2. I am Hungarian and in my childhood played with lead soldiers. Whenever bored I would chew the head off the lead soldiers. Today at 75 I have the normal old age problems. But-compared to a lot of my piers my health is in better shape than most. Maybe eating those lead heads has some beneficial effect

  3. Thanks for the “heads up”, Les. That certainly puts it all into perspective. Not everyone is going to be affected the same way, by the same things, anyway. We all have different physiology, and sensitivities. The fear mongers tend to oversimplify, and jump to conclusions.

  4. It’s still all about dose and level of exposure.

    At some levels–no effect but there are toxic levels, pretty well established.

    Problem is the fanatics are no threshold intolerant nannies.

  5. Why has no one had a look at what rep[laced lead in gasoline. I suspect the high octane replacements are the reason why there are no or very, very few sparrows in London, uk when before the 2nd world war there were thousands of them. No bugs. No sparrows. What killed the bugs and what are its affects on humans?. The law of unintended consequences strikes?

  6. Westchester Bill

    Recently the lead nuts wanted to ban bicycles because of lead in tire valves, as if children munched on tire values. And they managed to condemn the nation’s inventory of fire hydrants. The Congress actually passed a law to overcome the idiocy. It was so outrageous that even the moronic Congressman Waxman got it!

  7. My father was a world class automotive auto body repairman. I grew up around his shop and he used lead doing his work on cars. I handled it, was around it when it was used for body filler, I played with it with no physical harm of any sort to myself or my dad, who lived to be 96 years old.

  8. The dry residue I get from this story is that fraud is not misconduct. Or, more precisely, it is not misconduct one can be found guilty of.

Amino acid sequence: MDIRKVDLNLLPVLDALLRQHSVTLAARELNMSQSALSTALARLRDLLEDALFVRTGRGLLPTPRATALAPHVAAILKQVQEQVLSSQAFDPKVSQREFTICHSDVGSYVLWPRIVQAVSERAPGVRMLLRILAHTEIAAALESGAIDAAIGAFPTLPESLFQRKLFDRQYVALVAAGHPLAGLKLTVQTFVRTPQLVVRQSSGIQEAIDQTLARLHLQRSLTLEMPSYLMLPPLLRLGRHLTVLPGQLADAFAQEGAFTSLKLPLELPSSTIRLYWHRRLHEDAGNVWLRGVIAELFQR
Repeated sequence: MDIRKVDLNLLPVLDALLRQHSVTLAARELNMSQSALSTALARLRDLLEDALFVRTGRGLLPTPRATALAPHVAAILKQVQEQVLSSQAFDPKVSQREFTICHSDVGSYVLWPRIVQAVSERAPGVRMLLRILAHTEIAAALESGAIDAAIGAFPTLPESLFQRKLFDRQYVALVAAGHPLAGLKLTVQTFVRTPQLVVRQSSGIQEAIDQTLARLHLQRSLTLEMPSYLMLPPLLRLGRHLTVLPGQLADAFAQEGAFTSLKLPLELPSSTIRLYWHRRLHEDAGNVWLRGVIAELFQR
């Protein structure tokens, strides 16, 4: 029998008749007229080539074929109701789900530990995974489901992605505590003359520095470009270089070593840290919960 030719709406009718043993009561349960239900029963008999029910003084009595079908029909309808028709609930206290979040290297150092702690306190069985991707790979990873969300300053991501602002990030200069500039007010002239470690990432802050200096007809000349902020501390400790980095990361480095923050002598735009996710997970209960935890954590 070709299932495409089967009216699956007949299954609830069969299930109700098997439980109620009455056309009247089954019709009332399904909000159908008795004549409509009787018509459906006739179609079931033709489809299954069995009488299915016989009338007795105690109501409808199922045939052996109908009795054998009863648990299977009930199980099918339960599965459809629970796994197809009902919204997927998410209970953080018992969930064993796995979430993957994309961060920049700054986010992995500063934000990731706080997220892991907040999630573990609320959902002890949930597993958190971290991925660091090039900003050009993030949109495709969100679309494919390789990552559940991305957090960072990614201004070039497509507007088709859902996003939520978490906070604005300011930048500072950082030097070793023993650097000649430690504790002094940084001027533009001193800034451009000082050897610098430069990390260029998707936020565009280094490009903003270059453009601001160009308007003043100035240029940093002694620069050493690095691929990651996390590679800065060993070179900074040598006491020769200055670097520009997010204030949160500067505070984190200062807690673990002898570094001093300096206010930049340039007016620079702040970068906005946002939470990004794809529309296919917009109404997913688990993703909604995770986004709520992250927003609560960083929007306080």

9. Why destroy the lead industry? It all supports what I’ve been saying for years, that bansturbation is the art of the possible. They had a bit of initial success, because everyone has heard of lead poisoning, and so they kept on digging until it died. Then they celebrated.

    The facts, or even what they really believe to be true, are beside the point. Their only purpose is to WIN.

    • What they really want is *control*.
      “The human race divides politically into those who want people to be controlled and those who have no such desire. ” – Robert A. Heinlein

  10. The list of essential minerals includes Calcium (Ca), Chloride (Cl−), Chromium (Cr), Cobalt (Co) (as part of Vitamin B12), Copper (Cu), Iodine (I), Iron (Fe),
    Magnesium (Mg), Manganese (Mn), Molybdenum (Mo), Phosphorus (P), Potassium (K), Selenium (Se), Sodium (Na), and Zinc (Zn). Every one of these elements has a threshold below which its *absence* is detrimental to health, and another (higher) threshold above which it becomes toxic.
    There is no that I have seen to show that Lead (Pb) does not also have a toxicity threshold.

  11. Lead is a naturally occurring element. We evolved exposed to and ingesting some quantities of lead. Even though it tends to sorta react like carbon and, thus, can be toxic we very likely can survive some level of lead.

    I do have a system for getting rid of lead: medium to high-velocity expulsion of 15grams or less pellets. Sometimes it helps to encapsulate the lead with copper.

  12. I’ve used a pencil since the time I was four.

  13. After a while you just get tired of idiots. So many people want to ban anything that is toxic so that would mean we would have to ban oxygen and water as both can be toxic if the levels are high enough.

  14. Wake up folks, this is “ammunition control”. they could not force gun control, so take away all the ammunition.